"They go into shops at the same time," said Sarah Burton, to explain her canny alignment of McQueen's huge (250-piece) pre-fall collection for women with the men's collection she showed in Milan the other day. So you could find the same hints of regimental dressing, the same military touches. Well, "hints" is misleading, because the overwhelming impression was anything but understated. A navy officer's coat swagged with gold? Sailor pants reconfigured as a dress through the magic of trompe l'oeil? A slender pantsuit of navy felt trimmed with red, which switched the gender of Manet's immortal Drummer Boy? They were merely the beginning. Burton pointed to some decorative elements on lapels and necklines and said they'd been inspired by the Order of the Garter, one of the highest honors that British royalty can bestow. But her version had the extravagant exuberance of Louis XIV and the Sun King's court.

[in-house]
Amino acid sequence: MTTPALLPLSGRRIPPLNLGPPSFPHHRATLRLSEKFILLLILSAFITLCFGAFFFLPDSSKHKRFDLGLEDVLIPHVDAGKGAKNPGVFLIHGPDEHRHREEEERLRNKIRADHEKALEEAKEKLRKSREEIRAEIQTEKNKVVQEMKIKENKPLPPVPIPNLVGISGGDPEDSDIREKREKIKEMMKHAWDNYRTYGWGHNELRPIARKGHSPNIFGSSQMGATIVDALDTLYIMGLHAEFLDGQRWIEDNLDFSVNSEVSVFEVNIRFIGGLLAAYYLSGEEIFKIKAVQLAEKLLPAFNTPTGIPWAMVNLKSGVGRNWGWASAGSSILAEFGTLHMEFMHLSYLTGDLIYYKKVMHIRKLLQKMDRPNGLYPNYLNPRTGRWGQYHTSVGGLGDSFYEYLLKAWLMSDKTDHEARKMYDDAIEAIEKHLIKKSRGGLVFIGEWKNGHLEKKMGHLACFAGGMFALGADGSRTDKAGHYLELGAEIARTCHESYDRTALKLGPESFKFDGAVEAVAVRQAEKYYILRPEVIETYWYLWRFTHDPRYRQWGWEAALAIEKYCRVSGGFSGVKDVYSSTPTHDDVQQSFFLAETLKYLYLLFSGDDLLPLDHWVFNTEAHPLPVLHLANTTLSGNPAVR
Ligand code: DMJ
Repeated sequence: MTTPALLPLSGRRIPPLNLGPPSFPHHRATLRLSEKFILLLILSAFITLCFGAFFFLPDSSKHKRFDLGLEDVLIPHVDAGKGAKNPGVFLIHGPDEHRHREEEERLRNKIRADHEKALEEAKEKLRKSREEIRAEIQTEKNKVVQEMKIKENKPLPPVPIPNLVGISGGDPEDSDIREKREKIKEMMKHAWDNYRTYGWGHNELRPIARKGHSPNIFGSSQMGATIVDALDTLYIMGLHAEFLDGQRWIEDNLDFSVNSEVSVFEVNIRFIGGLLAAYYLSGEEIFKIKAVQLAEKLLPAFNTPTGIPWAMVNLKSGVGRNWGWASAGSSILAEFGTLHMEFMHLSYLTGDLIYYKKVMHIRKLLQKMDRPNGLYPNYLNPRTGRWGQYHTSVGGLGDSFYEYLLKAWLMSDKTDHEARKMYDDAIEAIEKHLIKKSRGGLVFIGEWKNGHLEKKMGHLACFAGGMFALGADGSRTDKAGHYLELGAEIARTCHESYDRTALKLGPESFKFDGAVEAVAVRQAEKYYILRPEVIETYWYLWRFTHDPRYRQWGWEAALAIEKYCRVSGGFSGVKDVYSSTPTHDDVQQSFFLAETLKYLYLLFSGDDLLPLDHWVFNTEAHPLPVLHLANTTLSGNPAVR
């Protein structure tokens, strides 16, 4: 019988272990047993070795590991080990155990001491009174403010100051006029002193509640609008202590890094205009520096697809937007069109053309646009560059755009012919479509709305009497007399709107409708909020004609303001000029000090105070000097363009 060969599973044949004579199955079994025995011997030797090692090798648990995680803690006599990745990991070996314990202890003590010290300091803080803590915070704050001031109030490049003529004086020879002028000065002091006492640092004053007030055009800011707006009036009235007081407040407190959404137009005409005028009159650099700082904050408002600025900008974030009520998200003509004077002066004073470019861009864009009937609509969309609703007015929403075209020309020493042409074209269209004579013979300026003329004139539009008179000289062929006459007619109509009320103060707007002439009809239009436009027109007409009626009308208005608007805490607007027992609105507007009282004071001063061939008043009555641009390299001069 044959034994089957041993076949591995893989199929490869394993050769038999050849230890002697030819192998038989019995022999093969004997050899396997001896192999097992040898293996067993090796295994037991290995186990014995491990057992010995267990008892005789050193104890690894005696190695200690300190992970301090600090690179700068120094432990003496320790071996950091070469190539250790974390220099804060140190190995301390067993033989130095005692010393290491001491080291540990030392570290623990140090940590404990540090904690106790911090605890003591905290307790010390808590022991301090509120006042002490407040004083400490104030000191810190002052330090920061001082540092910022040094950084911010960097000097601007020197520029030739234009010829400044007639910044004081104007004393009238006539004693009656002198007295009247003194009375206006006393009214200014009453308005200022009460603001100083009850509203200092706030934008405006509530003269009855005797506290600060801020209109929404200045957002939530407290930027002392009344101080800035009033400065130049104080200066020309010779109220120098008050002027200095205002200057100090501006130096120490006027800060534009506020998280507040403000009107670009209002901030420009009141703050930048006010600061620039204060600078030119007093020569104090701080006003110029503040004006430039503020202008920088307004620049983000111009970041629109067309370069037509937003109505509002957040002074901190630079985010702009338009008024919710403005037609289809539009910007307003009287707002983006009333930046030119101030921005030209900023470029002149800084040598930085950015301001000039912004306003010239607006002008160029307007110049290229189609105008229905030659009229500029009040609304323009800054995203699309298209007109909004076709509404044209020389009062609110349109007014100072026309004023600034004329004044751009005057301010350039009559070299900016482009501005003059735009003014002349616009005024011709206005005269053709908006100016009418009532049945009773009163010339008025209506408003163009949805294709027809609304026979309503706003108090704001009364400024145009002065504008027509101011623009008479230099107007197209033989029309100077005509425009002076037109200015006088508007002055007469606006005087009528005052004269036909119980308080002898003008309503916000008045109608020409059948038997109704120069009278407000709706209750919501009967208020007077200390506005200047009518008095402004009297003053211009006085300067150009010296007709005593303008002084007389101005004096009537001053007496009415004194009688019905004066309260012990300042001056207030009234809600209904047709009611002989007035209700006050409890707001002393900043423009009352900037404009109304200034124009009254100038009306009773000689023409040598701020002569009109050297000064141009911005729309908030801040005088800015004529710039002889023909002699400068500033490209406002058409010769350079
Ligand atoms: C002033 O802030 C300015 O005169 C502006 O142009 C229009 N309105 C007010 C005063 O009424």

The designer also said she was getting more comfortable with working on the stand, like McQueen himself used to, and one bias-cut beauty—maybe it started life as an officer's coat, but it had been dissected and draped diagonally across the body, with a bodice of crusted crystal and gold beading attached—was all it took to prove Burton right.

At a pinch, that outfit, with its vague roots in something uniform, would probably fit with Burton's insistence that she was attempting "to make luxury in an austere way." That aim was also why she emphasized the uniform silhouettes of a group of pieces in the hottest, pop-est red and pink. But austerity was frankly doomed when there were opulent jacquards to match, and a pink fox chubby to throw over the whole lot. And Burton was clearly as comfortable with such indulgences as she was with the literally weightier elements in the McQueen collection. Meanwhile, the girl—or at least one of her dresses—made it to the White House, when Michelle Obama wore McQueen to the State Dinner. That's one thing that might take a little more getting used to.